The Silviculture SIG continues to work wonders at the Baxter Nut Grove, which was beautiful for the SONG AGM in July. The question they now face is how to maintain the Grove at its peak of perfection. Also, Irene Woolford is pressing ahead to set up a grove in concert with the South Nation Conservation Authority. Final arrangements need to be made with the Authority.

The Nut Use SIG is moving ahead quickly on two projects. First, the growing collection of articles on nut trees needs to be indexed for easier access, so the group will be compiling and publishing an indexed bibliography in the next Nuttery. Their other project will be to compile, test and publish a nuttery cookbook, to be sold at a modest price to help raise funds for the chapter. They welcome your contribution of articles, recipes, and help to get both these tasks done!

The Survey SIG now have a draft scheme for classifying nut tree sites with respect to superior seed collecting. This exciting document was prepared for the Chapter by Peter Janas, Head, National Tree Seed Bank, Petawawa National Forestry Institute, who is also a Chapter member. Inventree will benefit immensely from having this new classification scheme. The group now needs to draft a users' manual for applying the scheme to Inventree.

The Horticulture SIG is deliberating on whether or not a repeat of last year's fall stratification project at Baxter is feasible this year. There are fewer nuts available generally, though maybe there are a few sites with abundant fruit. Also, they will be soon following up on last spring's massive seed distribution, for germination and growth data.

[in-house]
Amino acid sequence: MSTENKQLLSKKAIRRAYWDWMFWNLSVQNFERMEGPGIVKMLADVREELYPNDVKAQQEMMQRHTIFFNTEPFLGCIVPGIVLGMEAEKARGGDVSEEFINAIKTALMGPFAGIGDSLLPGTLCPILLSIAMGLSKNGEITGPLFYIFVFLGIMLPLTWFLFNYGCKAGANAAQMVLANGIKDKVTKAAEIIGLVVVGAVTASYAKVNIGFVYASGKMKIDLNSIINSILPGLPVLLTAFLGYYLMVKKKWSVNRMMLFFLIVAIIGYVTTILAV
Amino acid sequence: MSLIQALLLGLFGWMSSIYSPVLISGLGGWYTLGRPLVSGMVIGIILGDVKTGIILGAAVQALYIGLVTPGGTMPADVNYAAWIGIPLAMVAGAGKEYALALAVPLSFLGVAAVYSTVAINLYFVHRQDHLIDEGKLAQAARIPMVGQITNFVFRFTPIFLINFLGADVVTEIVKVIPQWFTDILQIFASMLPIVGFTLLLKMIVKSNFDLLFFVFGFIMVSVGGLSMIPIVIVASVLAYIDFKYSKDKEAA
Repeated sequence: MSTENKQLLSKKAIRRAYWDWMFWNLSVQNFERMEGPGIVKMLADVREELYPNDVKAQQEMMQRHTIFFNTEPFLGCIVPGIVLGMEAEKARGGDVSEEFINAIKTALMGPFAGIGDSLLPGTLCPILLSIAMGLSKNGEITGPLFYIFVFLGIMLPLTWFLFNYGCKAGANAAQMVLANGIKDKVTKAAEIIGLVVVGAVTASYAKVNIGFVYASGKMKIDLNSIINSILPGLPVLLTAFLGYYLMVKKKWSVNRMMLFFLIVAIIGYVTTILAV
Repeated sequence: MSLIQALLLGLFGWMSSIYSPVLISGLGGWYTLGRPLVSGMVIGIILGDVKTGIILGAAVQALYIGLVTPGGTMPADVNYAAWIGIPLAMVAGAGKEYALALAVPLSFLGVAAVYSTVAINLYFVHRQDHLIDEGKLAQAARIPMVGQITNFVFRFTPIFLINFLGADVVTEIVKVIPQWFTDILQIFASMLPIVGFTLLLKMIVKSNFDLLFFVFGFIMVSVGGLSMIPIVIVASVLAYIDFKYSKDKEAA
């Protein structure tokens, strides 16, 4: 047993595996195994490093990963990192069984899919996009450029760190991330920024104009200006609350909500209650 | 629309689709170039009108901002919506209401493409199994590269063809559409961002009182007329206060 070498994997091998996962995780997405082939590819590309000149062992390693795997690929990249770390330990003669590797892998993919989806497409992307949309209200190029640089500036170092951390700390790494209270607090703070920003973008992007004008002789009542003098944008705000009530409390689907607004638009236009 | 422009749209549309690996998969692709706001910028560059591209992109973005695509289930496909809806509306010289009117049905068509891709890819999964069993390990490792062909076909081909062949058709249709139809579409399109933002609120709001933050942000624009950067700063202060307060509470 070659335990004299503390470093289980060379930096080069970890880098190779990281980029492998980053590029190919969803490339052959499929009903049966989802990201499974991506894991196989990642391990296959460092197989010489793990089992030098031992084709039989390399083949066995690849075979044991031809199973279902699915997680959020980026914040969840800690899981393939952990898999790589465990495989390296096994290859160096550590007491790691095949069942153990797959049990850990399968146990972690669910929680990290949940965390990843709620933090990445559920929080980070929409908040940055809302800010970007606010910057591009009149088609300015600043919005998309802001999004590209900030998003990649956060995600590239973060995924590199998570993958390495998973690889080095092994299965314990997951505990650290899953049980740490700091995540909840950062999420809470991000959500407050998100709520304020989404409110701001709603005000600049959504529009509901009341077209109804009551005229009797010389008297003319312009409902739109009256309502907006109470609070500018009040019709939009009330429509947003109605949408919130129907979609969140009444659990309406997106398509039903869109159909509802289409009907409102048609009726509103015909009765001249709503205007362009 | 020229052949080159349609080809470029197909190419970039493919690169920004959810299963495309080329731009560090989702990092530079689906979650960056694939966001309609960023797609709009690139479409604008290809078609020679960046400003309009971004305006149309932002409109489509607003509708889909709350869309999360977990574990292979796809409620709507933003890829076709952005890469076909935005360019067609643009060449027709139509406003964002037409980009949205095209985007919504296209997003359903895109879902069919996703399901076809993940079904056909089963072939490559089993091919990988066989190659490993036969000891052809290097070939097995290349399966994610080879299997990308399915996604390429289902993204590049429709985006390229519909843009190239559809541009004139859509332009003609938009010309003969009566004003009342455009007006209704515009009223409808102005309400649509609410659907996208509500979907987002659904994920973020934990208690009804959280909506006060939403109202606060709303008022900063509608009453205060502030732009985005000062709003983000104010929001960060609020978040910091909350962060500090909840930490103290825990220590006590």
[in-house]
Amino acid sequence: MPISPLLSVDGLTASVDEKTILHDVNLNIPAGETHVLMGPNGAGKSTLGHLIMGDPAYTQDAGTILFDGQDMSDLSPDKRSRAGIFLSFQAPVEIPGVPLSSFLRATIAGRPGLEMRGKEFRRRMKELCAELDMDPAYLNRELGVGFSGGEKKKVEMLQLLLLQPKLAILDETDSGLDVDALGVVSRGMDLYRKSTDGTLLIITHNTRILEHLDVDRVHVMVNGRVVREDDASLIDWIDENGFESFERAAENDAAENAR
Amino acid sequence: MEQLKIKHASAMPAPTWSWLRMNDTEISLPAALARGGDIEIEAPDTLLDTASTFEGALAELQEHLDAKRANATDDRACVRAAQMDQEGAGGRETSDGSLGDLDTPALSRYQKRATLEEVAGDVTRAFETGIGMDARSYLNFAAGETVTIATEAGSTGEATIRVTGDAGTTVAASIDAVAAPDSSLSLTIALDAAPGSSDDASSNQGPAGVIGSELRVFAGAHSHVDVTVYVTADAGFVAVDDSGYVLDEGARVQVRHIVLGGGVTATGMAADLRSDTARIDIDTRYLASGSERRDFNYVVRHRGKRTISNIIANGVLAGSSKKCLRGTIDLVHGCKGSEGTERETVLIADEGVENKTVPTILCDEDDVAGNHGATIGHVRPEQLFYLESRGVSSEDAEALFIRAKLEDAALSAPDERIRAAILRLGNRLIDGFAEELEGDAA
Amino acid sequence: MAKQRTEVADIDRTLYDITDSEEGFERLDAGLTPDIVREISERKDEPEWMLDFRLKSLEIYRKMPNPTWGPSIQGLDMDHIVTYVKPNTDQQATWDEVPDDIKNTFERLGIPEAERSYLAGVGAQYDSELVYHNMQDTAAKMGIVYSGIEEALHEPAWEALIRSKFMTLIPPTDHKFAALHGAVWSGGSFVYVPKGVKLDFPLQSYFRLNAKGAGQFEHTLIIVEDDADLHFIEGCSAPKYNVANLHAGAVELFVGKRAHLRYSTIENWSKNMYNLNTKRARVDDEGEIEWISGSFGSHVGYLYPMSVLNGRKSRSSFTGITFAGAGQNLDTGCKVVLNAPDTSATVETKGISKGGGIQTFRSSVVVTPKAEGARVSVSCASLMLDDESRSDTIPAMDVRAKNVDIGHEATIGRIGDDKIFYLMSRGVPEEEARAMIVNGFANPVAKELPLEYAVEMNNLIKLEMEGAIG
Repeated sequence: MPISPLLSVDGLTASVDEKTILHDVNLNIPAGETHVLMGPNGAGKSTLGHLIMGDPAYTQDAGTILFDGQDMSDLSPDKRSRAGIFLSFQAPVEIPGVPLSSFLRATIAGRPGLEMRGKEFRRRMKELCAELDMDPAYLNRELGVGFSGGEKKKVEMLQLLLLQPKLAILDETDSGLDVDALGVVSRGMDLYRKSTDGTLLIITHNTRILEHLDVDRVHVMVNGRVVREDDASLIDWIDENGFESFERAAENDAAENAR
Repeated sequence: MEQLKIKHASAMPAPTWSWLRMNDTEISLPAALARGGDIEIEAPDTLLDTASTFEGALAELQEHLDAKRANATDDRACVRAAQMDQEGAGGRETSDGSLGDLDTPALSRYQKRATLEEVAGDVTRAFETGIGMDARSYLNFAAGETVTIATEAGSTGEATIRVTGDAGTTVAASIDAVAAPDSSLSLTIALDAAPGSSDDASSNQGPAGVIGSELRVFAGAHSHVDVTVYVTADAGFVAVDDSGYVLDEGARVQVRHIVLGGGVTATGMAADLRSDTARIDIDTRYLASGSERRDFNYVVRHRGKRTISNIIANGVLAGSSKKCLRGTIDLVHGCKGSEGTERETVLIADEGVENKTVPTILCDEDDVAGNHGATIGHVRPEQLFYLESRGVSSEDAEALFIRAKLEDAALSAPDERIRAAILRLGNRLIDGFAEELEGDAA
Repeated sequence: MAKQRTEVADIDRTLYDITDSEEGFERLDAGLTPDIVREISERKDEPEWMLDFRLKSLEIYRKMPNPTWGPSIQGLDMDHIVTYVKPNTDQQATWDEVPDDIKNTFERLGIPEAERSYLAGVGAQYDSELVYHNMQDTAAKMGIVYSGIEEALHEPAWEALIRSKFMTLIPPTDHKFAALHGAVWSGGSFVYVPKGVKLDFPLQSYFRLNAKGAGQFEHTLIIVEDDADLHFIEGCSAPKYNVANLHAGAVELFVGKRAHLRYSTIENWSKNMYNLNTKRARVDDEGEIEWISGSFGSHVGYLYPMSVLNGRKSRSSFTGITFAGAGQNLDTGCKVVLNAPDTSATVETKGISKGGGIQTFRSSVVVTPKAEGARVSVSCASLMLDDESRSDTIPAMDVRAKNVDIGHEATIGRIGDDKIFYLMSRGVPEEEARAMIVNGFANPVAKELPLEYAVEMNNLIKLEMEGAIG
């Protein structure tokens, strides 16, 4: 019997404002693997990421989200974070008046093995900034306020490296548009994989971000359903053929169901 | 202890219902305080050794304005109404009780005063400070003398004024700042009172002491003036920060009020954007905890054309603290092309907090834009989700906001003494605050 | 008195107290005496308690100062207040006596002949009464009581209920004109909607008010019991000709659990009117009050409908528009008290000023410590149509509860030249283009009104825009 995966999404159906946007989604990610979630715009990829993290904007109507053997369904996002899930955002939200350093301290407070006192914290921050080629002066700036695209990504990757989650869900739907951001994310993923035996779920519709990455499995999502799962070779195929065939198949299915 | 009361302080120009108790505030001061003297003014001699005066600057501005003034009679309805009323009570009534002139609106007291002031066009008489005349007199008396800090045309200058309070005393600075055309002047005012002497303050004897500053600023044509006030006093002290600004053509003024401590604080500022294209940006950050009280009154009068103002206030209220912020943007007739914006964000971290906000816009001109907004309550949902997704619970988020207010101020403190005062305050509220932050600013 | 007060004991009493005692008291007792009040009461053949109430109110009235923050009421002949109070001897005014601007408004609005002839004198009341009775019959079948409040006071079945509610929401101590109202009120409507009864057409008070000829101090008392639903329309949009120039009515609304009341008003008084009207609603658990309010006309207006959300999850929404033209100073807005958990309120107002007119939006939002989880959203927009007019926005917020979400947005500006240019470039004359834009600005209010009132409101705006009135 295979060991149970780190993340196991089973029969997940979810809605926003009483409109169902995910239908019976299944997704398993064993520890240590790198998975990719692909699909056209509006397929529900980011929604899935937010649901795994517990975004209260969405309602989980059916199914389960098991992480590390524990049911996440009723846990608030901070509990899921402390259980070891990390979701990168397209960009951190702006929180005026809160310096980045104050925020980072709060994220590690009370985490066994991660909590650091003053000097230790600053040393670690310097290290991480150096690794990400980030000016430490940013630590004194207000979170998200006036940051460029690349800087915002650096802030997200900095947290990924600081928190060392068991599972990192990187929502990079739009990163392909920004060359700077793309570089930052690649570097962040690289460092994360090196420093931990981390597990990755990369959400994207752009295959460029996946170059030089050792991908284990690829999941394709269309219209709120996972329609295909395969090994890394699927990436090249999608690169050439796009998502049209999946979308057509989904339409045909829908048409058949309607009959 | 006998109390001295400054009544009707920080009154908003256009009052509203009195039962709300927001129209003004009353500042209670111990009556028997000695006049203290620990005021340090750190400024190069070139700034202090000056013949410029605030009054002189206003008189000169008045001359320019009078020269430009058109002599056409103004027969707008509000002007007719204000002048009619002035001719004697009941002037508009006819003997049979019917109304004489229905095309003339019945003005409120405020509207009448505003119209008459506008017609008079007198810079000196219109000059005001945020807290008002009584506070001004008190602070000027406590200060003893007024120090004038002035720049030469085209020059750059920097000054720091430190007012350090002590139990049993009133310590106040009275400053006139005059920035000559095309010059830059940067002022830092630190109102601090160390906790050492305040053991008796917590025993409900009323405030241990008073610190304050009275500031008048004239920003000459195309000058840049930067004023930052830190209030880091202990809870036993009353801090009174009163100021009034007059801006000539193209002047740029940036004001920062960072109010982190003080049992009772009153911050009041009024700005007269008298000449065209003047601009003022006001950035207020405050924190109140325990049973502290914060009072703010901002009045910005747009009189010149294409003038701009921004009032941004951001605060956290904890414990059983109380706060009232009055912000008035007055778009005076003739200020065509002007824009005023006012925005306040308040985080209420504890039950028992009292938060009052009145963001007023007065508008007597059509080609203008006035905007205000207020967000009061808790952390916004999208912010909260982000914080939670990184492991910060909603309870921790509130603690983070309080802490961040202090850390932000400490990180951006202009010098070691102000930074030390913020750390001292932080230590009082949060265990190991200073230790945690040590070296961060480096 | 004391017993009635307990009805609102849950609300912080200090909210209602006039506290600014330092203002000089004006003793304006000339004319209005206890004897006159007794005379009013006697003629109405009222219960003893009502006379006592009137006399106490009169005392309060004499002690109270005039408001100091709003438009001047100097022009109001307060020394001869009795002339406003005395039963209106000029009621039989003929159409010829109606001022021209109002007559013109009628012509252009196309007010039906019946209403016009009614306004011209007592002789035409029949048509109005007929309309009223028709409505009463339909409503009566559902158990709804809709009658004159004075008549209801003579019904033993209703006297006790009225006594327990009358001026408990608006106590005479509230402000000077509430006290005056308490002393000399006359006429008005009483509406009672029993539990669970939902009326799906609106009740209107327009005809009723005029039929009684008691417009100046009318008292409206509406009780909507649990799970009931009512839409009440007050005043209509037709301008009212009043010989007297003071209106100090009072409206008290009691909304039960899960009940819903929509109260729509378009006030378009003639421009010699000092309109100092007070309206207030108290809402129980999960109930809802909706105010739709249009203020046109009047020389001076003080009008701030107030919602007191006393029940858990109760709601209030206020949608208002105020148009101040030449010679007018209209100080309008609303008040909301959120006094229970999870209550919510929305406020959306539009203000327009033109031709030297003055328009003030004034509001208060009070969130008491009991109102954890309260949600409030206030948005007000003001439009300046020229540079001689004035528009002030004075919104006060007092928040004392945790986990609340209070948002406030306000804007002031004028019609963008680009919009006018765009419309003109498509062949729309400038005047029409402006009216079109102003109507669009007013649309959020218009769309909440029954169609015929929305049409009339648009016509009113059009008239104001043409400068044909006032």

Jim Bartley

Seed Stratification this Fall

There are two aspects to this business. First, the follow-up on the project last fall. If you are interested in helping collect the data, let me know soonest. A group will be set up shortly to handle the canvassing of the nut seed recipients. Secondly, what are the possibilities of collecting large quantities of seed this fall for stratification? Generally, there is not much seed around, though maybe some spots are bearing heavily. If you know of any, or care to look around your area, please let me know of your interest as soon as possible since the collecting season is fast approaching!

Alec Jones, Horticulture SIG, Ottawa 828-6459

Bibliography and Cookbook

Since the Chapter now has a significant collection of articles on nut trees, it is time to make it available to members. This gives us two problems: how to put together a bibliography and how to make the articles themselves available. If you can help record and index our literature, or you have ideas on how to make our literature available, please call me as soon as possible!